How Cloud DC's app virtualisation strategy caught the attention of global vendors
FYI, this story is more than a year old
Cloud DC is a company that tosses aside the idea that virtualisation has to somehow involve the entire desktop. Instead, the company takes one idea and runs with it.
That idea is virtualising the applications, and putting the focus where it really counts. The company is the first born-in-cloud provider to have a Citrix distribution agreement.
Steve Robinson, Cloud DC CEO Steve Robinson at the Citrix Summit in Anaheim, where he explained that specialisation in application virtualisation is where his company excels.
Robinson founded the company five years ago and brings expertise from a data centre and telco background. Now he works primarily with virtualisation.
“We work in the world of VDI and Desktop-as-a-Service. There has to be a better way to do all this, and how do you leverage cloud? How do you take it off the on-premise and how do you leverage the huge economies of scale that public cloud can give but provide enterprise-grade solution that people want to buy?” Robinson says.
When thinking about this idea, it formed the most important question – whether to follow these trends or focus on the core problems.
“Why go and virtualise the entire desktop? Why aren’t we looking at just the application?”
After talking with customers, line owners, business managers and others, he found that all they really care about is delivering the application.
“The end user, the employees, accessing the application that’s mission-critical in their business to do what they need to do in their role. That’s it. So why are we virtualising everything else?”
This formed Cloud DC’s core strategy, and Robinson says the company wanted to stand on the shoulders of giants. Those giants are Citrix and AWS.
“AWS is still far and away leading the public cloud infrastructure space, although Azure is doing their best to catch up but they still fall down in some areas.”
Three years ago the company built the first ever full Citrix reference architecture stack on public cloud for AWS.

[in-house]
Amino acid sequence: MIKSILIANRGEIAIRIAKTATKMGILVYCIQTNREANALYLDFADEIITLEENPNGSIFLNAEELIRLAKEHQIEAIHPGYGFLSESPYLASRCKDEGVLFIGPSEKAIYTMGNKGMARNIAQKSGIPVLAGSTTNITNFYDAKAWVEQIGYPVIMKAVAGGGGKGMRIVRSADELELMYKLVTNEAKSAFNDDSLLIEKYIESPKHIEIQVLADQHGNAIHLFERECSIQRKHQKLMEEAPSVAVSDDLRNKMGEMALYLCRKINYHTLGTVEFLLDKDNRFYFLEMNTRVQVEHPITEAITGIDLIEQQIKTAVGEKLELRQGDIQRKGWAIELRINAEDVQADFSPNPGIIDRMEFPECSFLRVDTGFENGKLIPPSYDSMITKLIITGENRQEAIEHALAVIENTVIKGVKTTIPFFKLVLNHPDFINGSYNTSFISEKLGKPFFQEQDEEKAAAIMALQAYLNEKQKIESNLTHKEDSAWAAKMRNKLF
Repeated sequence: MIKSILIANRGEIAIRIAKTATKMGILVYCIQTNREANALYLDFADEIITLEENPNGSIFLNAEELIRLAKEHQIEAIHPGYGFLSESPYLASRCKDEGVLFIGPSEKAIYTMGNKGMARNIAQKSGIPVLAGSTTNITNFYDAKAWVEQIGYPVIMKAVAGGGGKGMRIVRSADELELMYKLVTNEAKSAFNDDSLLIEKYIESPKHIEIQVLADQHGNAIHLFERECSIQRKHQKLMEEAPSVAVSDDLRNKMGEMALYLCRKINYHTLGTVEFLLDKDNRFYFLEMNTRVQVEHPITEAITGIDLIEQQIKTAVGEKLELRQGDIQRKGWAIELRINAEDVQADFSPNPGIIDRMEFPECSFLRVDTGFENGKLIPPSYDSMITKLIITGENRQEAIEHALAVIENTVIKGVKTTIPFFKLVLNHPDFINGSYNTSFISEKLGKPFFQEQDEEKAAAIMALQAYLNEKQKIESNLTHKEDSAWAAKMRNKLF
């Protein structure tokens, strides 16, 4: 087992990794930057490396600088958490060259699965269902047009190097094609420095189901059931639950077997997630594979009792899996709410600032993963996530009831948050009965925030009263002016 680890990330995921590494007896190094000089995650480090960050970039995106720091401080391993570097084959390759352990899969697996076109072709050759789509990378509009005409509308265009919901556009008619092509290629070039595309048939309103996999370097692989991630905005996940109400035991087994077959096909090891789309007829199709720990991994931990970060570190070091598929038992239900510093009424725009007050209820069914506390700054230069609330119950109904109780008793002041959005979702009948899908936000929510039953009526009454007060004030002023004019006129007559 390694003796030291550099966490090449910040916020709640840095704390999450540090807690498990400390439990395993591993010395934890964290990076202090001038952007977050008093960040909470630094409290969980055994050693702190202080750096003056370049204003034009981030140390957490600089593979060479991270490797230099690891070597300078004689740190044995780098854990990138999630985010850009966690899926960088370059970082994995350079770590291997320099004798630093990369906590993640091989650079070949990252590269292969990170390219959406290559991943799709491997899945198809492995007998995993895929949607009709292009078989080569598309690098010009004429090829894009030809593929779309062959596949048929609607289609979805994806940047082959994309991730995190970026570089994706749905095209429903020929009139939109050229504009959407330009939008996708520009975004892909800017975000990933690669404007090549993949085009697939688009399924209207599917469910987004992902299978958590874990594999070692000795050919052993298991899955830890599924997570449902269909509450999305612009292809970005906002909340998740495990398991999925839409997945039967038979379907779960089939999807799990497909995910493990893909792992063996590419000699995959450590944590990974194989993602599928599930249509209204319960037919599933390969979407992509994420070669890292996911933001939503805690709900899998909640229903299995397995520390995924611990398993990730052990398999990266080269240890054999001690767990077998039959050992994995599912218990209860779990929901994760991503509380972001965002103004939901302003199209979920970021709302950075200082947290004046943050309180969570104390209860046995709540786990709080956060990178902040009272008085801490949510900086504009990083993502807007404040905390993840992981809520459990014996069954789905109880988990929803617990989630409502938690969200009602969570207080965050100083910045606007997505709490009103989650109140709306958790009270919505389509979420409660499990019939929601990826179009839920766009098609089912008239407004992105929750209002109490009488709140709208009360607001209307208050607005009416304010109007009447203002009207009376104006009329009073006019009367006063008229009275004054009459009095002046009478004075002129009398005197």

He says Citrix was impressed by what Cloud DC was doing that they took notice.
We can upscale for tens of thousands of users in minutes and it’s all fully automated in the back end,” he says.
“Partners can come on and deliver new workspaces to their customers without even having to contact us.”
At last year’s summit Robinson was on stage with John Carey, the senior director of marketing for the worldwide channel, where it was announced that Cloud DC delivered the first fully-federated platform in the market today built solely for channel.
“Off the back of that, in the middle of last year we signed a global distribution agreement with Citrix. So we are now the first born-in-the-cloud provider to have a Citrix distribution agreement.”
As Robinson demonstrates application virtualisation on his phone through the likes of Microsoft Office, AutoCAD and Photoshop, it raises an important question. With CPU-heavy applications, how do smaller devices cope with the demands?
Robinson says this is where Cloud DC differentiates its offerings. It is not only to run two different versions of an application (Excel 2013 and Excel 2016 for example), but it can also detect CPU-intensive applications.
One of the reasons we build on AWS and why Azure isn’t quite there yet, some of these applications are CPU intensive.”
Cloud DC uses automated recognition of CPU-intensive applications and transferring those applications to different server transferring to make sure the experience flows to give the look and feel of a desktop without being tied to the constraints of a desktop.
He says this tactic is not only good for mobility, but also professional services firms.
“If you’re an accounting firm and a customer walks in with 5 years’ worth of tax returns on a thumb year, each saved in a different version of Quickbooks, how do you open all of the different versions on the same desktop? You can’t, let alone work between them all. Whereas with this workspace you can, because you can host different versions of the same software.”
Robinson says this is something that Azure doesn’t quite have yet, but they may build out on Azure in future.
Robinson says that Cloud DC is keen to get a presence in the United States, after developing a solid presence in Australia. A year ago the company established a base in Austin, Texas and have already signed a few partners up to start reselling the Cloud DC platform in the US.
“They’re building a pipeline of customers and we anticipate our first end customer coming on any day or any week now.”
“We don’t operate in Asia yet, but because we’ve built on AWS we can be in any particular region in a matter of weeks. If we have the right commercial opportunity in Asia, we could go and build out the platform that we’ve got running in Oregon, North Virginia and Sydney to build out in Singapore," he concludes.